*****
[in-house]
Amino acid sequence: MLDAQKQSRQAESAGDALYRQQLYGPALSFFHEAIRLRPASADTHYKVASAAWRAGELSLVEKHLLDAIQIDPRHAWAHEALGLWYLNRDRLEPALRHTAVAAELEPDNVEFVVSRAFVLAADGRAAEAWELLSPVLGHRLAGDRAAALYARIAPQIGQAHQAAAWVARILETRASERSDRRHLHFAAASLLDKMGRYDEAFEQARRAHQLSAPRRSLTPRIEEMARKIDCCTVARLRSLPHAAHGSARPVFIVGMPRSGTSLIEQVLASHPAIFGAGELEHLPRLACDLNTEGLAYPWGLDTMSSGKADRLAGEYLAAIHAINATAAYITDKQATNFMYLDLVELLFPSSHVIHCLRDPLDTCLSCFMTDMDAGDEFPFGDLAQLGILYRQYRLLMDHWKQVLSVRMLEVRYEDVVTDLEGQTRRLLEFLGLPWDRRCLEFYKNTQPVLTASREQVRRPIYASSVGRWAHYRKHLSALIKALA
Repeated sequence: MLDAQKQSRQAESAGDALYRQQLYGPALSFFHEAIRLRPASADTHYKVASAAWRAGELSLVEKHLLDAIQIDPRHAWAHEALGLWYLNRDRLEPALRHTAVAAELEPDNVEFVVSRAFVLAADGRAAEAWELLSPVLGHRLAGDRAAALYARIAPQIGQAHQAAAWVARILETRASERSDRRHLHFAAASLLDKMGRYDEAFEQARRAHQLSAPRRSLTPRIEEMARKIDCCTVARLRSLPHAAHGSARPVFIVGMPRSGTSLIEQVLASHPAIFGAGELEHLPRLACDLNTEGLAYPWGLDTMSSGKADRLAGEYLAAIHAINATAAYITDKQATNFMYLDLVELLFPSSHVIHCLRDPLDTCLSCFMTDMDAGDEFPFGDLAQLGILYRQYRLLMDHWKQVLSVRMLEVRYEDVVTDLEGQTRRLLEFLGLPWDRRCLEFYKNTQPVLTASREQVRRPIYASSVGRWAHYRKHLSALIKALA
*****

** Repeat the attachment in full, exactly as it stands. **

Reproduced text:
[in-house]
Amino acid sequence: MLDAQKQSRQAESAGDALYRQQLYGPALSFFHEAIRLRPASADTHYKVASAAWRAGELSLVEKHLLDAIQIDPRHAWAHEALGLWYLNRDRLEPALRHTAVAAELEPDNVEFVVSRAFVLAADGRAAEAWELLSPVLGHRLAGDRAAALYARIAPQIGQAHQAAAWVARILETRASERSDRRHLHFAAASLLDKMGRYDEAFEQARRAHQLSAPRRSLTPRIEEMARKIDCCTVARLRSLPHAAHGSARPVFIVGMPRSGTSLIEQVLASHPAIFGAGELEHLPRLACDLNTEGLAYPWGLDTMSSGKADRLAGEYLAAIHAINATAAYITDKQATNFMYLDLVELLFPSSHVIHCLRDPLDTCLSCFMTDMDAGDEFPFGDLAQLGILYRQYRLLMDHWKQVLSVRMLEVRYEDVVTDLEGQTRRLLEFLGLPWDRRCLEFYKNTQPVLTASREQVRRPIYASSVGRWAHYRKHLSALIKALA
Repeated sequence: MLDAQKQSRQAESAGDALYRQQLYGPALSFFHEAIRLRPASADTHYKVASAAWRAGELSLVEKHLLDAIQIDPRHAWAHEALGLWYLNRDRLEPALRHTAVAAELEPDNVEFVVSRAFVLAADGRAAEAWELLSPVLGHRLAGDRAAALYARIAPQIGQAHQAAAWVARILETRASERSDRRHLHFAAASLLDKMGRYDEAFEQARRAHQLSAPRRSLTPRIEEMARKIDCCTVARLRSLPHAAHGSARPVFIVGMPRSGTSLIEQVLASHPAIFGAGELEHLPRLACDLNTEGLAYPWGLDTMSSGKADRLAGEYLAAIHAINATAAYITDKQATNFMYLDLVELLFPSSHVIHCLRDPLDTCLSCFMTDMDAGDEFPFGDLAQLGILYRQYRLLMDHWKQVLSVRMLEVRYEDVVTDLEGQTRRLLEFLGLPWDRRCLEFYKNTQPVLTASREQVRRPIYASSVGRWAHYRKHLSALIKALA